Tuesday, May 22, 2007


In this inaugural post I would like to say that I'm not sure what will appear on this page. I primarily want to comment on other posts, and I thought I should have something up besides a quote from Go Down, Moses. Since I lack a topic, this particular post might as well be about William Faulkner (as if I needed an excuse).

Recently I have realized that the book of my youth was the Bible, and there is nothing I can do about it. The imagery of the Old Testament, of angels and idols and giants and miracles, and the strictures of the New Testament will never completely leave me. This fact may have something to do with my appreciation of Faulkner. There is nothing insightful about saying that Faulkner is neo-Biblical, because there are so many direct Biblical references in his novels. His lengthy sentences also have something to do with it, lulling the reader into Biblical boredom punctuated by Biblical violence and profundity. But what makes his Yoknapatawpha fiction so powerful to me is a view of life and people and land that I can best describe as Old Testament, where a cursed people struggle against Yahweh with the hope of a promised land. This is high drama, and Faulkner was somehow able to recapitulate his secular version of this cosmic story in a single Mississippi county.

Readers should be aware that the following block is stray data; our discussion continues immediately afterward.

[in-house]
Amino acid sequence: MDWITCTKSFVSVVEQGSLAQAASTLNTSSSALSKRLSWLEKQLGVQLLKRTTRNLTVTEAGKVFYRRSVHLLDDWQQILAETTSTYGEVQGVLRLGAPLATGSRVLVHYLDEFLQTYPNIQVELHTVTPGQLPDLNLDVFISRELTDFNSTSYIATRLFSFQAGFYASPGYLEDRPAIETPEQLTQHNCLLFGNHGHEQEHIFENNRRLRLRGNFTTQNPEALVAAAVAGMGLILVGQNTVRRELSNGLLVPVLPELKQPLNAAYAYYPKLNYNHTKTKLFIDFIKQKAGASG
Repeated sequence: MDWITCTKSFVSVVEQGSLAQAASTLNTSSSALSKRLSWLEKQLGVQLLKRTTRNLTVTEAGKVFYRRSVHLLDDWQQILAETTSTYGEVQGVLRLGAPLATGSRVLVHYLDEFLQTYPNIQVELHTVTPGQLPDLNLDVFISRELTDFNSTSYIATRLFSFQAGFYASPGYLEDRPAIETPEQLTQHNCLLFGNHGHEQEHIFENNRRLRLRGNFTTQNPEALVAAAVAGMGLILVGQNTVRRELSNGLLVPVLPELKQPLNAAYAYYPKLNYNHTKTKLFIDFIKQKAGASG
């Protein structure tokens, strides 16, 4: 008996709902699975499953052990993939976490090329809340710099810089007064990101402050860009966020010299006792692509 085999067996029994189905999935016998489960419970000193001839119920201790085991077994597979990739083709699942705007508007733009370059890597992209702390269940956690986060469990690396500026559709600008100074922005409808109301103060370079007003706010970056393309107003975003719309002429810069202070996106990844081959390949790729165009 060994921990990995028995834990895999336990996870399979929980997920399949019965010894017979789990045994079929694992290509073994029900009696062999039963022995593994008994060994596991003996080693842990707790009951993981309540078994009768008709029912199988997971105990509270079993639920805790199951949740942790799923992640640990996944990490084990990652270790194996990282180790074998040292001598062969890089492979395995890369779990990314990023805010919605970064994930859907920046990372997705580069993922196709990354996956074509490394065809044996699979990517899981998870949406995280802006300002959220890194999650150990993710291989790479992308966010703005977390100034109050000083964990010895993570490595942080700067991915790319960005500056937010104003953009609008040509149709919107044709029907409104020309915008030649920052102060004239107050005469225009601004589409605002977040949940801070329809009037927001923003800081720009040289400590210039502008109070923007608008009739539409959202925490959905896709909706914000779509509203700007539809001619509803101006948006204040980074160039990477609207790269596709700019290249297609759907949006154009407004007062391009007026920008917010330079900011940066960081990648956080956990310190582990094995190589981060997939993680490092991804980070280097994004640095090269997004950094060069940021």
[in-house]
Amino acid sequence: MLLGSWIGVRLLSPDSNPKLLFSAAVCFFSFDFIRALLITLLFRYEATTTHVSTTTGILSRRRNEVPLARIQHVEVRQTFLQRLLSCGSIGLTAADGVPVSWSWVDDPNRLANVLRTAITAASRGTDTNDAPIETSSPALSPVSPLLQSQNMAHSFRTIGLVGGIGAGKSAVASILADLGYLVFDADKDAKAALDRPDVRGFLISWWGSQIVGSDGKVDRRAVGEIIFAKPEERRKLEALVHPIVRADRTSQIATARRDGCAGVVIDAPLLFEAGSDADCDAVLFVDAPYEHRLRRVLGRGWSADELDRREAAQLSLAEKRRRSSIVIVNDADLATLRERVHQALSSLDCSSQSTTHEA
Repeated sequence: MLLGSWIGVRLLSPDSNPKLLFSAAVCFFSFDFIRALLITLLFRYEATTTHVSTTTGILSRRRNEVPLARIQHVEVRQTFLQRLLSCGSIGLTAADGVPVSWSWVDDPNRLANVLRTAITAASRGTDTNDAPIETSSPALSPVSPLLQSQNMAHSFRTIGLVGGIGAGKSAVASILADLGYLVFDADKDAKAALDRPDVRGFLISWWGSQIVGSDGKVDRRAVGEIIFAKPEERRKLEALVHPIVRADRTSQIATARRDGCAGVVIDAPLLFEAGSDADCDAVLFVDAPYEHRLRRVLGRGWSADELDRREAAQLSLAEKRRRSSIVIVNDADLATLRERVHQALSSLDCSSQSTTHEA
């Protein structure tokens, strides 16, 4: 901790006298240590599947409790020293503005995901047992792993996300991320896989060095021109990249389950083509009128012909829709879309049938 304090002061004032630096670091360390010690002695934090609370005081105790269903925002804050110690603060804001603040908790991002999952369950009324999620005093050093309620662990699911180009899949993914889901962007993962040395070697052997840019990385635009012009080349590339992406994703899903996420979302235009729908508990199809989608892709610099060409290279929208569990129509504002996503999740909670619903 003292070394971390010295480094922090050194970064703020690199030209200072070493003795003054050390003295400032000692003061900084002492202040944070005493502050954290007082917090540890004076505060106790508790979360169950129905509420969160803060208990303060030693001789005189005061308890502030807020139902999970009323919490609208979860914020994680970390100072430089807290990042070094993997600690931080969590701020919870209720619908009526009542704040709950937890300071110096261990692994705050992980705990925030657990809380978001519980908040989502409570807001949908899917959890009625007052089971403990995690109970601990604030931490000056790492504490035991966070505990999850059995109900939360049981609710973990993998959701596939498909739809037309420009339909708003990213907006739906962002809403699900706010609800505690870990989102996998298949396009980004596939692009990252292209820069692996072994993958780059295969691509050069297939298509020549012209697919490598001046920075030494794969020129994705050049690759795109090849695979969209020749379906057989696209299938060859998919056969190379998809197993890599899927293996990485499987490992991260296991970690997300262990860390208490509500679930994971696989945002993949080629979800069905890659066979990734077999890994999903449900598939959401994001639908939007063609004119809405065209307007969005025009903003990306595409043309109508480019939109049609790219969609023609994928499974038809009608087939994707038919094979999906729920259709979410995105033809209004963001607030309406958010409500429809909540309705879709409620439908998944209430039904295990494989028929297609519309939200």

In the future I'm sure I will revisit the Bible for nostalgia, but I hope to never stop reading Faulkner.


whatyoudream said...

I always wonder how people living in the county would say "Yoknapatawpha." I would use the speed and clarity with which I might say "Benjamin Netanyahu" or "Peter Piper picked a peck of pickled peppers." "YAWK-nuh-puh-TAW-fuh." But would they say it like people pronounce some of those southern or smoky mountian towns, where they drop two or three syllables in the middle? Maybe they'd say, slowly and with a drawl, "YO-nuh-TAW-fuh" or "YO-nuh-puh-TA-wuh" or something.

I guess Faulker probably wrote down how you're supposed to say it somewhere. Or I could probably look it up on Wikipedia.

Sub-sub-librarian said...

That's a good question. I'm not sure how locals pronounce it. I do know that the river it's named after is sometimes called just 'Yocona', and this was the name of Faulkner's county in his first novel in that setting, *Sartoris.*

TheUnderToad said...

Here I am. At the beginning. It is 1am and I've just read your entire blog. (I admit that I skimmed a few...like "reductionism" WTF?)

It was kind of fun traveling down the annals of Dog's secret public diary, in reverse.

Sub-sub-librarian said...

You poor thing. I'm guessing some eyelid propping device was involved, a la A Clockwork Orange.

And yes, it does kind of feel like a public diary. Some of the stuff I wrote years ago now seems immature and poorly written. But it's a record of growth, I guess. Or just a record of changing. I wouldn't say that I'm actually getting more mature...

And a sincere apology for "Reductionism" is called for. Not sure what I was thinking.